Preprints
https://doi.org/10.5194/egusphere-2024-1849
https://doi.org/10.5194/egusphere-2024-1849
08 Jul 2024
 | 08 Jul 2024
Status: this preprint is open for discussion and under review for Atmospheric Chemistry and Physics (ACP).

Australian Bushfire Emissions Result in Enhanced Polar Stratospheric Ice Clouds

Srinivasan Prasanth, Narayana Sarma Anand, Kudilil Sunilkumar, Subin Jose, Kenath Arun, Sreedharan K. Satheesh, and Krishnaswamy K. Moorthy

Abstract. Extreme bushfire events amplify climate change by emitting greenhouse gases and destroying carbon sinks while causing economic damage through property destruction and even fatalities. One such bushfire occurred in Australia during 2019/2020, injecting large amounts of aerosols and gases into the stratosphere and depleting the ozone layer. While previous studies focused on the drivers behind ozone depletion, the bushfire impact on the polar stratospheric clouds (PSC), a paramount factor in ozone depletion, has not been extensively investigated so far. This study focuses on the effects of bushfire aerosols on the dynamics and stratospheric chemistry related to PSC formation and its pathways. An analysis from Aura's microwave limb sounder revealed enhanced hydrolysis of dinitrogen pentoxide significantly increased nitric acid (HNO3) in the high-latitude lower stratosphere in early 2020. Using a novel methodology which retrieves formation pathways of PSCs from spaceborne lidar observations, we found that the enhanced HNO3 condensed on bushfire aerosols, forming 82 % of Liquid Nitric Acid Trihydrate (LNAT), which rapidly converted to 77 % of ice, resulting in an anomalous high areal coverage of ice PSCs. This highlights the primary formation pathways of ice and LNAT and possibly helps us to simulate the PSC formation and denitrification process better in climate models. As tropospheric warming is anticipated to increase the frequency of extreme wildfire events and stratospheric cooling is expected to expand the PSC areal coverage, these findings will contribute significantly to a deeper understanding of the impacts of extreme wildfire events on stratospheric chemistry and PSC dynamics.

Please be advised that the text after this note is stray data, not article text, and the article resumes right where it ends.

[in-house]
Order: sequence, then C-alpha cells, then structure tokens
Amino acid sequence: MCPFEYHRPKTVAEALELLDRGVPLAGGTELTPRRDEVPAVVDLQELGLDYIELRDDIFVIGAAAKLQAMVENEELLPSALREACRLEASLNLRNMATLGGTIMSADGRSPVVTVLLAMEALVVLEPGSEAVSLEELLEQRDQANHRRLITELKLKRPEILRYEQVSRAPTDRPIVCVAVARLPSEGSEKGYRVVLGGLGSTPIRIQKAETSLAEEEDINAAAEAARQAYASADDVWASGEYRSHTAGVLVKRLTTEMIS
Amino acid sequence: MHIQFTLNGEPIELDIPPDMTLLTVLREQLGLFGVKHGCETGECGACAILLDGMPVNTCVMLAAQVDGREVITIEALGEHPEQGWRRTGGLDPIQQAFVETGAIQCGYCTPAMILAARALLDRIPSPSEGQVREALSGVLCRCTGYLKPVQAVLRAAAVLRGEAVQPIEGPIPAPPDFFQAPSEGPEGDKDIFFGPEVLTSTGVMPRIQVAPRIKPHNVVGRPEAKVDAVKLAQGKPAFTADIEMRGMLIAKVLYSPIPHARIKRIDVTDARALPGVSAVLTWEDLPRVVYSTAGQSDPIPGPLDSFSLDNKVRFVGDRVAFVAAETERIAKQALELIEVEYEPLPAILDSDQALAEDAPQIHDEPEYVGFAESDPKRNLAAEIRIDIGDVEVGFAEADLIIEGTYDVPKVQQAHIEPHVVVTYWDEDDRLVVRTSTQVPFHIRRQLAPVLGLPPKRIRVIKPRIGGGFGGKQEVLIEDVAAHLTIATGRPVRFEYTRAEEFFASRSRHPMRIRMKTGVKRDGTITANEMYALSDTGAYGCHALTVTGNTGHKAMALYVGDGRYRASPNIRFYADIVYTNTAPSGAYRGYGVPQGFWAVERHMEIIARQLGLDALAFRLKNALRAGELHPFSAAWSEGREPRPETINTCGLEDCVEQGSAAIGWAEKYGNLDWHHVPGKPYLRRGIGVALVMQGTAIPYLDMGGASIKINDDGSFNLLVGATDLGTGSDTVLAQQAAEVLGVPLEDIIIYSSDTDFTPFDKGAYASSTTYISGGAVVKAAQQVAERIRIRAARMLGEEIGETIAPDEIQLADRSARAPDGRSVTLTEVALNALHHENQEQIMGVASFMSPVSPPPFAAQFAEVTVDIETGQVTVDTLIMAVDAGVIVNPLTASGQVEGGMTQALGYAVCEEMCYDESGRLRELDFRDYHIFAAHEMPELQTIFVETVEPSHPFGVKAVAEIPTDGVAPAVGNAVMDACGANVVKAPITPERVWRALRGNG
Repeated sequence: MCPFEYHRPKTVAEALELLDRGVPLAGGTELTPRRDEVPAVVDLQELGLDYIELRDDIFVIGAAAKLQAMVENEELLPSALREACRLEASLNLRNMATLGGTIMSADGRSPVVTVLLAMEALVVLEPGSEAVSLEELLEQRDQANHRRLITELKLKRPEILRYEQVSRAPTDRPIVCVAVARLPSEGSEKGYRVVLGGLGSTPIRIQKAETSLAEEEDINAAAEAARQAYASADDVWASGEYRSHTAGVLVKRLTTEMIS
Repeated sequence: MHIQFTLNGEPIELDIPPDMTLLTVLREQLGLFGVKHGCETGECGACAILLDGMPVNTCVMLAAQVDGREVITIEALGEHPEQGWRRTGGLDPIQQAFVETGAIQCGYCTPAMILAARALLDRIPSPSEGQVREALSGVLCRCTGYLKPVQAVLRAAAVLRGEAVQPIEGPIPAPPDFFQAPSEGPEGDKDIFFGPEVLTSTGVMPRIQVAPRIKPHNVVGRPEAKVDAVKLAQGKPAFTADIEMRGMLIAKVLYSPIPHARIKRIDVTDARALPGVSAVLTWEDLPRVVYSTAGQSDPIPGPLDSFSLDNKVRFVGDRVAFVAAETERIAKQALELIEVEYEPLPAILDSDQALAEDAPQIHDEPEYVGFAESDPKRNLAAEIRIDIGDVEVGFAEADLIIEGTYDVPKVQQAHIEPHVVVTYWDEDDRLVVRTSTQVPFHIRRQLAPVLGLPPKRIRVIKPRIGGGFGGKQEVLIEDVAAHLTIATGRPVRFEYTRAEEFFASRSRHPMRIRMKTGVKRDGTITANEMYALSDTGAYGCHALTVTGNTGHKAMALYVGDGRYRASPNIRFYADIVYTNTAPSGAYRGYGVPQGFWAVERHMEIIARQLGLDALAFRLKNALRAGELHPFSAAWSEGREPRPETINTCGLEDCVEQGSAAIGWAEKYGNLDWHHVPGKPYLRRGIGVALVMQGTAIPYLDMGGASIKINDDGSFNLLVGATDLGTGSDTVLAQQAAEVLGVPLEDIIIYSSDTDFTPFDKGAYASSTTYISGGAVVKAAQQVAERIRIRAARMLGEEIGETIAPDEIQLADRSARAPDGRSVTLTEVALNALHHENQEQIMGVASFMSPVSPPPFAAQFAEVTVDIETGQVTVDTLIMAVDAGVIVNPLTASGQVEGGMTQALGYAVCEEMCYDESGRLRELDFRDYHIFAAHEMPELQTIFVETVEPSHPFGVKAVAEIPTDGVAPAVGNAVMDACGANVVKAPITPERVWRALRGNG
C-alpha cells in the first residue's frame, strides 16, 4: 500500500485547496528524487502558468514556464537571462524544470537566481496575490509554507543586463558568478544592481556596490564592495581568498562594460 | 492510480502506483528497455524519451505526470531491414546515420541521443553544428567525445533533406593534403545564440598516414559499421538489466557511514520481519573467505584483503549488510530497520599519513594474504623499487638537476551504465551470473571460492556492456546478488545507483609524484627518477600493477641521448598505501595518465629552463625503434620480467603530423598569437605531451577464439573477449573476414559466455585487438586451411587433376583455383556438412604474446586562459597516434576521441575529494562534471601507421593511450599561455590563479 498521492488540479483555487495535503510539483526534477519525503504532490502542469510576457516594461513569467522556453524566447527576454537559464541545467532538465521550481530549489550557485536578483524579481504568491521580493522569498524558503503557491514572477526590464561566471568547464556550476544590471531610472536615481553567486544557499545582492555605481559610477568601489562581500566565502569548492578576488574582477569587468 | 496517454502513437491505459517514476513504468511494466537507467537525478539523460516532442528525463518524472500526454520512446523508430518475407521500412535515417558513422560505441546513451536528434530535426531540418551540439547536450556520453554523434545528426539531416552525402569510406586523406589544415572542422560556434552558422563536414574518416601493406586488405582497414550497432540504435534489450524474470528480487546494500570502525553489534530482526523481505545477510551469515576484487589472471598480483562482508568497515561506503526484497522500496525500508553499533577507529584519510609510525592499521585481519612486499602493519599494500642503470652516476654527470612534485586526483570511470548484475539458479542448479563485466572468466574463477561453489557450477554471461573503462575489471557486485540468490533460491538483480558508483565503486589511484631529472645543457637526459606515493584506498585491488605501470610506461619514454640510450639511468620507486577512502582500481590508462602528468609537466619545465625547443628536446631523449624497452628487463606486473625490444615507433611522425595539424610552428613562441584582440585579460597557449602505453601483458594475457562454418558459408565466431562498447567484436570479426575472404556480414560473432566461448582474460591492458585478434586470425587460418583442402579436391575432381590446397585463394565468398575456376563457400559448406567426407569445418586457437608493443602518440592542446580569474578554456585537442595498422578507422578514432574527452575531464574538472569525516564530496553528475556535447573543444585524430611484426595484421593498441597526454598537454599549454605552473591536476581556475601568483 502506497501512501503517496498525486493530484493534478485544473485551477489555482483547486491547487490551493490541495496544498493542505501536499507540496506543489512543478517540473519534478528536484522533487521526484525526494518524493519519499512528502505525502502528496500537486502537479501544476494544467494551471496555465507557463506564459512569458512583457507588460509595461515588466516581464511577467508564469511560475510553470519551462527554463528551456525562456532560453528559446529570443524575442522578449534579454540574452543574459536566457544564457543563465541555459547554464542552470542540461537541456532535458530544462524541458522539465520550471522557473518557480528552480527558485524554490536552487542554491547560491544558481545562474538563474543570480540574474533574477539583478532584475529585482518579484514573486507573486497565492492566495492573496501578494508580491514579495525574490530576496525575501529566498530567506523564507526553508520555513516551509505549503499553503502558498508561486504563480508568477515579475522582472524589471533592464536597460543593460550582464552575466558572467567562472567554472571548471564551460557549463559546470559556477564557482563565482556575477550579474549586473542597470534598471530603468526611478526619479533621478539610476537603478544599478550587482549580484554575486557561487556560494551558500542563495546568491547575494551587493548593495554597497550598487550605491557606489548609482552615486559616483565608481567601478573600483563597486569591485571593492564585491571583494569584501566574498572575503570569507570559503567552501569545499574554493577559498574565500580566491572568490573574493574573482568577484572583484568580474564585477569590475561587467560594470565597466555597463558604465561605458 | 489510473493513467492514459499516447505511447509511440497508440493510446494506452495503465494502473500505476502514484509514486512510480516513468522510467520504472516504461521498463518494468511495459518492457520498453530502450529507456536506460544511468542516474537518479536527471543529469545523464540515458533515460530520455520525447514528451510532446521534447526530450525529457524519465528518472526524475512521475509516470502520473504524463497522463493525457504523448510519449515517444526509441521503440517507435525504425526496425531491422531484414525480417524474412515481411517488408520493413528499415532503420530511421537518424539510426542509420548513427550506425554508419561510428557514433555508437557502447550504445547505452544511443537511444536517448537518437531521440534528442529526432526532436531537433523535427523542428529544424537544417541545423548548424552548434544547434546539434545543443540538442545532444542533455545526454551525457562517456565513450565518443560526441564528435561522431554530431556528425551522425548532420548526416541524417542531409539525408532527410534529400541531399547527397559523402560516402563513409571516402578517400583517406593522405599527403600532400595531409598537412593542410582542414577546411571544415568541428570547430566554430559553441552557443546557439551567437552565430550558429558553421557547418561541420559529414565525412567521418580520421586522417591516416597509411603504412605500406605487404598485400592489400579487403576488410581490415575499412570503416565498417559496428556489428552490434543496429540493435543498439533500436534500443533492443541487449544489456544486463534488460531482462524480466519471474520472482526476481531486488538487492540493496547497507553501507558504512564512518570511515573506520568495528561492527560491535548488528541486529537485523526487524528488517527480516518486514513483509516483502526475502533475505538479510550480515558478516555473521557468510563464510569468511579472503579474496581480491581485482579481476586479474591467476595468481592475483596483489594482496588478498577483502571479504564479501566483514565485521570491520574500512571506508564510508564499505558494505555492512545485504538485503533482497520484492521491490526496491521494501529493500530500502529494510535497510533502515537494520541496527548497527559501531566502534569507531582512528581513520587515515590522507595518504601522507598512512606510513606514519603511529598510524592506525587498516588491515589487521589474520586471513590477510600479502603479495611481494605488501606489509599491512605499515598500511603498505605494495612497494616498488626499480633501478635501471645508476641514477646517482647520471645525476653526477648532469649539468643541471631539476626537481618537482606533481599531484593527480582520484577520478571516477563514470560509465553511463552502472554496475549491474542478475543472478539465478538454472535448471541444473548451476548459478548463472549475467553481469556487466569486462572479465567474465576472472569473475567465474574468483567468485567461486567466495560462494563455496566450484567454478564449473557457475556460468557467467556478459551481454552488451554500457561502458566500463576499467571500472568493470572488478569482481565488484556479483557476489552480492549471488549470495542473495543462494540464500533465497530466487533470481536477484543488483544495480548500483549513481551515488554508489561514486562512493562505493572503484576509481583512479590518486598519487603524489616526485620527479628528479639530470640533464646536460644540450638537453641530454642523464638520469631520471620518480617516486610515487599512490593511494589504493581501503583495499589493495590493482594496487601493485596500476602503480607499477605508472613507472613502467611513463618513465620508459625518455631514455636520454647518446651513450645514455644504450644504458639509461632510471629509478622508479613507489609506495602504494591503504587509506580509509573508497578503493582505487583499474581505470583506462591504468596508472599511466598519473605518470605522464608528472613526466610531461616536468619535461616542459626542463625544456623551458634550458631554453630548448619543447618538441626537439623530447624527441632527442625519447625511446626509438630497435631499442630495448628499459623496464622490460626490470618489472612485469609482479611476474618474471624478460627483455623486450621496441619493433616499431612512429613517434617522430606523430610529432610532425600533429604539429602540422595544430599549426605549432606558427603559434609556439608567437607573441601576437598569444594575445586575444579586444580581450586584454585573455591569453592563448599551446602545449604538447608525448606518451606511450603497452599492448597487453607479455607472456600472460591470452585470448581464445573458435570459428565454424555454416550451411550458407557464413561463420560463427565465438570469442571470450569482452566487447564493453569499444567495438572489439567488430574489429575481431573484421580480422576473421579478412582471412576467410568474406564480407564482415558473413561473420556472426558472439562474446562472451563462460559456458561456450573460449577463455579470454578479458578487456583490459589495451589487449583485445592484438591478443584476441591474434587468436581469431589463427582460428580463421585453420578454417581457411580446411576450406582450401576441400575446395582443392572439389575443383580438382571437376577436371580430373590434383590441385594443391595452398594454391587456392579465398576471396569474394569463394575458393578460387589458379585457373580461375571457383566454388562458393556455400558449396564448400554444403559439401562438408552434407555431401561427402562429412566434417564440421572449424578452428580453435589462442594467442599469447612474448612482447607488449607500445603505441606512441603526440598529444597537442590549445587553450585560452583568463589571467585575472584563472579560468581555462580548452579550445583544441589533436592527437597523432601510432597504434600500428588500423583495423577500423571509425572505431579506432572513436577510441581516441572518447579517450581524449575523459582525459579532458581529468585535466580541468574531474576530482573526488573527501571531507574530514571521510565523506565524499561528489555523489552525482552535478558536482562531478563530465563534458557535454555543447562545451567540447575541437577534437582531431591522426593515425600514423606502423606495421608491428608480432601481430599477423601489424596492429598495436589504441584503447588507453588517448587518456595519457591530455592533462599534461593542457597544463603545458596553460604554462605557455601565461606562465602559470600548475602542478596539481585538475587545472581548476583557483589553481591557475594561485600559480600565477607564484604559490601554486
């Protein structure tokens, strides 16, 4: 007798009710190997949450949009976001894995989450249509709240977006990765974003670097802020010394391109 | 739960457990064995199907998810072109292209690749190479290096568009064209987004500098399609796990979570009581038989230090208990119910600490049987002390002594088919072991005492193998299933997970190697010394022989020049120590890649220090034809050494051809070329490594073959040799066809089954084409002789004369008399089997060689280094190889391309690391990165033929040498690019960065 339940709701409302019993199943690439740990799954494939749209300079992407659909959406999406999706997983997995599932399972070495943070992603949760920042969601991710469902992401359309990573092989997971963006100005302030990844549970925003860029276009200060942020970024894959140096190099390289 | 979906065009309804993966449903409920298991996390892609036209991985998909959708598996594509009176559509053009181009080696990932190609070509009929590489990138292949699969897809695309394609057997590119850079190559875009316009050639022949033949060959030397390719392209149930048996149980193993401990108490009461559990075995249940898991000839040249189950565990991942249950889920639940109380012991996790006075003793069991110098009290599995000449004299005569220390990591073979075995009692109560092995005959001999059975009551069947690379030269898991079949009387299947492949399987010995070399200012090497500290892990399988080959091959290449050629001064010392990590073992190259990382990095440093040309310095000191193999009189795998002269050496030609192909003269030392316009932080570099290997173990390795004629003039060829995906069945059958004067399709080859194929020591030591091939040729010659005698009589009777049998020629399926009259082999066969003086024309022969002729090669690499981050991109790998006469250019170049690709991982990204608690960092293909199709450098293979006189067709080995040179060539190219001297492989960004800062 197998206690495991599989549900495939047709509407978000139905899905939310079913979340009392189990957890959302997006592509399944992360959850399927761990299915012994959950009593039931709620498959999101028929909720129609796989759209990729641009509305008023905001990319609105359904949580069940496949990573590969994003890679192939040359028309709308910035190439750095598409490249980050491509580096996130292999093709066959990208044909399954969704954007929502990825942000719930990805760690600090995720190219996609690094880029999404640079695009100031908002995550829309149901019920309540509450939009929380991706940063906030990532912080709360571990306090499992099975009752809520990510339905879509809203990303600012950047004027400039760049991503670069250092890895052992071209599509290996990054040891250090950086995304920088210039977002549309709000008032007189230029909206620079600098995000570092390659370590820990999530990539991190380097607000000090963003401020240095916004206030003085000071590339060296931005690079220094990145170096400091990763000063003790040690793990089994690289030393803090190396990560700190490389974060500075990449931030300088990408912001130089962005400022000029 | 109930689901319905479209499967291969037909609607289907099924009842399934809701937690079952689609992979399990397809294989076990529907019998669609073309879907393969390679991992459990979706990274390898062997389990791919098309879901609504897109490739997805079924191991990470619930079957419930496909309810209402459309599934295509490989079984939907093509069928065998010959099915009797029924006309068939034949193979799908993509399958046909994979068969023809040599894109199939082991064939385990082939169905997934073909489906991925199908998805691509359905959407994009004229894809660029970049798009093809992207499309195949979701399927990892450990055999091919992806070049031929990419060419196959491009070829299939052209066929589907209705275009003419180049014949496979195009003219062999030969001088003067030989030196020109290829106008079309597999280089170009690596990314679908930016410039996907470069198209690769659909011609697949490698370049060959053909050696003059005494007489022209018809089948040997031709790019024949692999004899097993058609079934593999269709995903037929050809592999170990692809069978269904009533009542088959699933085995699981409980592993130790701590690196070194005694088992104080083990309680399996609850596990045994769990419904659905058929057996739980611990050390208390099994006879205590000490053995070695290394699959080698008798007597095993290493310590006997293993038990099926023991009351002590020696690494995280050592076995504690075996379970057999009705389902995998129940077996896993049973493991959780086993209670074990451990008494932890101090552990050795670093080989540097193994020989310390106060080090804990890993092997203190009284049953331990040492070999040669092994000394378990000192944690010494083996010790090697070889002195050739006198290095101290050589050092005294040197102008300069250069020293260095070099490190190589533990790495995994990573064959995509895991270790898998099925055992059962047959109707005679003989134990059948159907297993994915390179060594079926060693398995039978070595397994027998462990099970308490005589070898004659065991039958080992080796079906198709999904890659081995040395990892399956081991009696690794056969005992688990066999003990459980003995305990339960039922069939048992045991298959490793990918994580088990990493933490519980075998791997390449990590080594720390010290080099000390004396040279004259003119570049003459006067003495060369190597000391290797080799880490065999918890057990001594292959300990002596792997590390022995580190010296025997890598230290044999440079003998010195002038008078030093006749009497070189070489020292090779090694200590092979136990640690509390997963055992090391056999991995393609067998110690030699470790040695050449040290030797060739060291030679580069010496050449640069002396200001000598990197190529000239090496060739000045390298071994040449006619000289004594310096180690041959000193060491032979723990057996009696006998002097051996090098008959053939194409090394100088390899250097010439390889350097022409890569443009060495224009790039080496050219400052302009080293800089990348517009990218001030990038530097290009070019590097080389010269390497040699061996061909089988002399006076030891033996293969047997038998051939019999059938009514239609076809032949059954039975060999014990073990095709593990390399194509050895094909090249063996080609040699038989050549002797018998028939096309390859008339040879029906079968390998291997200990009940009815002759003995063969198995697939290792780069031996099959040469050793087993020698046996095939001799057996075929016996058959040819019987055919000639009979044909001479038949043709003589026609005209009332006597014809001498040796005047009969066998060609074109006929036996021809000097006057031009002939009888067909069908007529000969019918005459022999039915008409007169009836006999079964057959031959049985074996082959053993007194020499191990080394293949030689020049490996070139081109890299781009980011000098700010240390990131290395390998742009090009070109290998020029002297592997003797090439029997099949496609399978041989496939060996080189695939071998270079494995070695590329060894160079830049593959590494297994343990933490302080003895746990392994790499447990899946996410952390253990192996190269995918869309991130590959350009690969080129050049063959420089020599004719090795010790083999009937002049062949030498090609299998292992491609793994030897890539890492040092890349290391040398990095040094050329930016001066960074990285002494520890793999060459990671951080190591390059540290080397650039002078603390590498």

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Srinivasan Prasanth, Narayana Sarma Anand, Kudilil Sunilkumar, Subin Jose, Kenath Arun, Sreedharan K. Satheesh, and Krishnaswamy K. Moorthy

Status: open (until 19 Aug 2024)

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Srinivasan Prasanth, Narayana Sarma Anand, Kudilil Sunilkumar, Subin Jose, Kenath Arun, Sreedharan K. Satheesh, and Krishnaswamy K. Moorthy
Srinivasan Prasanth, Narayana Sarma Anand, Kudilil Sunilkumar, Subin Jose, Kenath Arun, Sreedharan K. Satheesh, and Krishnaswamy K. Moorthy

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Short summary
We study the impact of the 2019/2020 Australian bushfires on stratospheric chemistry and polar stratospheric cloud (PSC) dynamics. During Austral winter 2020, 82% of liquid nitric acid trihydrate (LNAT) PSC nucleated on bushfire aerosols, and 77% of ice PSC formed on these LNAT. This rapid conversion mechanism of LNAT to ice resulted in high anomalous ice PSC. This study sheds light on interactions between bushfire aerosols, and PSC microphysics which has significant global climate implications.